Questions and answers about changes to human papillomavirus (HPV) vaccination

2018-01-18 16:57:56

Which HPV vaccine has been used?

A vaccine that protects against four types of HPV (4vHPV or Gardasil) has been given on a three-dose schedule given over at least 6 months under the National Immunisation Program since 2007. This vaccine protects against the two high-risk HPV types (types 16 and 18) which cause 70 per cent of cervical cancers in women and 90 per cent of all HPV-related cancers in men, and against two other low-risk HPV types (types 6 and 11) which cause 90 per cent of genital warts in men and women.

For more information on HPV vaccination coverage in NSW, visit NSW Health Stats


What is changing and why?

From 2018 onwards, the National Immunisation Program will adopt an HPV vaccine that covers nine types of HPV (9vHPV or Gardasil9). This vaccine protects against more high-risk HPV types that cause over 90% of cervical cancers in women and also protects against additional HPV types that cause cancers in men.

Further, international evidence demonstrates that for any HPV vaccine given to individuals aged under 15 years, two doses given at least 6 months apart is equivalent to the current three-dose schedule. Other comparable countries, such as the United Kingdom, United States, Canada and New Zealand, have already adopted two-dose HPV schedules.


Why is the dosing schedule changing?

The latest international studies1 demonstrate that a two-dose schedule of any HPV vaccine, given to individuals aged 9-14 years of age at least 6 months apart, gives equivalent protection to a three-dose course of vaccine given at 0, 2 and 6 months for most students (exceptions are listed below). Students who have had two doses of HPV vaccine at least 6 months apart are therefore fully vaccinated and do not need a third dose.


Which students still need three doses of HPV vaccine?

A small number of students are still recommended to have three doses of HPV vaccine (at 0, 2 and 6 months) to be protected:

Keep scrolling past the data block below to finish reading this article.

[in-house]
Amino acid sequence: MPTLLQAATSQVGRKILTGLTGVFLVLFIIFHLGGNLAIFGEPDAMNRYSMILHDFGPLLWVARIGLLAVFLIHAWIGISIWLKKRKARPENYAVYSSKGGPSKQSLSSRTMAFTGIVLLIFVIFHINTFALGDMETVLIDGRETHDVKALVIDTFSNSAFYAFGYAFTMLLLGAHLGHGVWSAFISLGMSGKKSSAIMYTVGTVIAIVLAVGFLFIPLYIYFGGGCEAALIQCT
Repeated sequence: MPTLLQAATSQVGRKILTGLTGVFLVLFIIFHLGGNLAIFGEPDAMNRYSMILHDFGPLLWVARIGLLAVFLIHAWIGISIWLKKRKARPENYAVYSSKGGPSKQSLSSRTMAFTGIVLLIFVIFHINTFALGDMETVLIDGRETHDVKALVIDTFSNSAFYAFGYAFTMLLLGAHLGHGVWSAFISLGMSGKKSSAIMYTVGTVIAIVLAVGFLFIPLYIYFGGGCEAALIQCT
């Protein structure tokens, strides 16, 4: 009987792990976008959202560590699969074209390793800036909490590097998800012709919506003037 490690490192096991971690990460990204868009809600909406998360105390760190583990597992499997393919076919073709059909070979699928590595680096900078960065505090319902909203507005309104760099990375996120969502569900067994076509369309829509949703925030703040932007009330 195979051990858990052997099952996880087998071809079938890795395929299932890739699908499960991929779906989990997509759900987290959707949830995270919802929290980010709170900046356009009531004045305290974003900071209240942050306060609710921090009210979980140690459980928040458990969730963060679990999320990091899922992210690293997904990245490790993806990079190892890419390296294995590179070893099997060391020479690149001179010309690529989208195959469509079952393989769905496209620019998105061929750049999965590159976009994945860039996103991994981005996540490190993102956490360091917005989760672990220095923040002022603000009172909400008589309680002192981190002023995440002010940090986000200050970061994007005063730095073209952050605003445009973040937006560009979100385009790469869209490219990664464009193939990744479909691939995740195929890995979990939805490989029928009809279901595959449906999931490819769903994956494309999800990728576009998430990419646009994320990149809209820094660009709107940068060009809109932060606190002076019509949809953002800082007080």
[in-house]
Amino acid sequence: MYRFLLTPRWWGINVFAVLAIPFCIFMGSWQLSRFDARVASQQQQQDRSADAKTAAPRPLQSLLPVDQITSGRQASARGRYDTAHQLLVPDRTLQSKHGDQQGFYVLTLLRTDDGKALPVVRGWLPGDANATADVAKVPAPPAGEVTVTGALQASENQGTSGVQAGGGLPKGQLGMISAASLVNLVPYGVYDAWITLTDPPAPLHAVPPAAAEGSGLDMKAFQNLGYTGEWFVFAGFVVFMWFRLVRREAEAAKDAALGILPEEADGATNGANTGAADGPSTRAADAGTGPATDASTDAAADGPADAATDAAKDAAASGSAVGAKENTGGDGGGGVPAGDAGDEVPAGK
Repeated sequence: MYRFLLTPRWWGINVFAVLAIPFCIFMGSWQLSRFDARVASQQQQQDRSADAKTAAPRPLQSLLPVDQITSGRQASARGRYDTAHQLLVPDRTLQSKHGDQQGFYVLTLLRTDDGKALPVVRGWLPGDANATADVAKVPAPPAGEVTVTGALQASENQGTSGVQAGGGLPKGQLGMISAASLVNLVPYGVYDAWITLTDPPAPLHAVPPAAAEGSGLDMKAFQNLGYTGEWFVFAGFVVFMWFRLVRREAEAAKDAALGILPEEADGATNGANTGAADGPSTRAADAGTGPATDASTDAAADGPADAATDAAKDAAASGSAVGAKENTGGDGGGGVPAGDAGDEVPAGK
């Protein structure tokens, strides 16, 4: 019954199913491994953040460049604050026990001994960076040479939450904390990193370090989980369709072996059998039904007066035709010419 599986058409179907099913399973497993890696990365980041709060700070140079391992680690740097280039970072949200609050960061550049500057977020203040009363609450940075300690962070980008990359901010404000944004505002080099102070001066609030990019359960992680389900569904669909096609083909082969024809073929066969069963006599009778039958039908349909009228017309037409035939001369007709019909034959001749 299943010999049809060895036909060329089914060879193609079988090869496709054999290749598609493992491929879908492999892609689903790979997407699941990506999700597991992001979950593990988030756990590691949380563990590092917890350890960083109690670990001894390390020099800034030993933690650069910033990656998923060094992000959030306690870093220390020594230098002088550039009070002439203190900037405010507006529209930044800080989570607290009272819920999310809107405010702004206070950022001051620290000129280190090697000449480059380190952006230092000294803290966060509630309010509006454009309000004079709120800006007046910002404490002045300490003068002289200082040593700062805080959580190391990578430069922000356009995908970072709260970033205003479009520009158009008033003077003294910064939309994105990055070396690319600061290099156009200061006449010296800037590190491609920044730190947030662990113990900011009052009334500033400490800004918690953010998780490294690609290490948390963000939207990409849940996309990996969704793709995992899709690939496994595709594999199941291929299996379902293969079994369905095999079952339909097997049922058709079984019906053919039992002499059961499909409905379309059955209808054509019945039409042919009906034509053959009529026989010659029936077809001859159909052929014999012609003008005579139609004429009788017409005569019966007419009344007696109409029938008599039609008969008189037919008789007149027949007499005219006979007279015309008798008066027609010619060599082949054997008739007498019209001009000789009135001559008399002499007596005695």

those who received the first dose of any HPV vaccine when they were 15 years of age or olderthose with significant immunocompromise, regardless of age of commencing HPV vaccination, defined as those with primary or secondary immune-deficiencies (B lymphocyte antibody and T lymphocyte complete or partial deficiencies); HIV infection; malignancy; organ transplantation; or significant immunosuppressive therapy (excluding asplenia or hyposplenia).What about adolescents who first received 4vHPV vaccine in 2017?

In NSW the second dose of 4vHPV vaccine was deferred in 2017 to accommodate the emergency roll-out of the Meningococcal W Response Program to Year 11 and 12 students in response to a rapid increase in meningococcal W. This means that most Year 7 students will have received two doses of HPV vaccine in 2017 at least 6 months apart and are therefore considered to be fully vaccinated. Year 7 students needing an additional dose (i.e. where a second dose was not given due to student illness or absence) will be offered a second dose in 2018 at routine school clinics. The public health unit will write directly to parents in these circumstances to advise them of these arrangements.


Can an HPV schedule started with 4vHPV vaccine be completed with 9vHPV vaccine?

Yes. It is safe and effective to use 9vHPV in order to complete a vaccination schedule which was commenced with 4vHPV. Individuals who started with 4vHPV and completed with 9vHPV will be adequately protected against 4vHPV types.


If my child has already completed a course of 4vHPV, should they now have 9vHPV vaccine?

Giving additional doses of 9vHPV to those who have completed a course of 4vHPV would provide protection against the extra HPV types (31, 33, 45, 52 and 58) but those doses of 9vHPV are not funded under the National Immunisation Program and must be purchased privately.




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